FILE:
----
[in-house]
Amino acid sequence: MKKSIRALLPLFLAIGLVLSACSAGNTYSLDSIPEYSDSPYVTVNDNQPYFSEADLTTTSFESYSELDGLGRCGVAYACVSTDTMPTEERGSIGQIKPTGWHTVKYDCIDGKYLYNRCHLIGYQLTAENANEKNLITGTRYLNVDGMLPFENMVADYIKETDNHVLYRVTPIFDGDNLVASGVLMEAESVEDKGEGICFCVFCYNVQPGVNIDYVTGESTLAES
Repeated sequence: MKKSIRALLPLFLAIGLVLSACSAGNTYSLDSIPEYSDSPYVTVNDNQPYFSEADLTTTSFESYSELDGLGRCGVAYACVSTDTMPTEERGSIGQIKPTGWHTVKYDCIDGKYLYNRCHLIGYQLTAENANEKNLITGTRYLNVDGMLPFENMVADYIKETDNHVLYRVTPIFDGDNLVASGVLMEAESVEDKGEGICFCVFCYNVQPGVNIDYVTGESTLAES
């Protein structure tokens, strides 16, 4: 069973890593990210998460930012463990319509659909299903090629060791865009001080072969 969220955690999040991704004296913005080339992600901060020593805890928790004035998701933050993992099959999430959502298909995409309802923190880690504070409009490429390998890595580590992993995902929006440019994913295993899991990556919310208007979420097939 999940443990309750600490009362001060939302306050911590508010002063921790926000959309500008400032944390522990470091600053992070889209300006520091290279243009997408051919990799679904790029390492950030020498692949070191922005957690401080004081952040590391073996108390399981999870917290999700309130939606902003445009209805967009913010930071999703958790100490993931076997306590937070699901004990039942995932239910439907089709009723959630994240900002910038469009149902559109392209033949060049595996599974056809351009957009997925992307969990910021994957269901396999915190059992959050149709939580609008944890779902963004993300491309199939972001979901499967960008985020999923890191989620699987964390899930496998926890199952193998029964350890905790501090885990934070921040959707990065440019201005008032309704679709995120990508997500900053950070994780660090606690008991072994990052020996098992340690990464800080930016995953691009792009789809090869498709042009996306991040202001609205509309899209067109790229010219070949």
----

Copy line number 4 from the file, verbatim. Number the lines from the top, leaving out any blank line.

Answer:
């Protein structure tokens, strides 16, 4: 069973890593990210998460930012463990319509659909299903090629060791865009001080072969 969220955690999040991704004296913005080339992600901060020593805890928790004035998701933050993992099959999430959502298909995409309802923190880690504070409009490429390998890595580590992993995902929006440019994913295993899991990556919310208007979420097939 999940443990309750600490009362001060939302306050911590508010002063921790926000959309500008400032944390522990470091600053992070889209300006520091290279243009997408051919990799679904790029390492950030020498692949070191922005957690401080004081952040590391073996108390399981999870917290999700309130939606902003445009209805967009913010930071999703958790100490993931076997306590937070699901004990039942995932239910439907089709009723959630994240900002910038469009149902559109392209033949060049595996599974056809351009957009997925992307969990910021994957269901396999915190059992959050149709939580609008944890779902963004993300491309199939972001979901499967960008985020999923890191989620699987964390899930496998926890199952193998029964350890905790501090885990934070921040959707990065440019201005008032309704679709995120990508997500900053950070994780660090606690008991072994990052020996098992340690990464800080930016995953691009792009789809090869498709042009996306991040202001609205509309899209067109790229010219070949």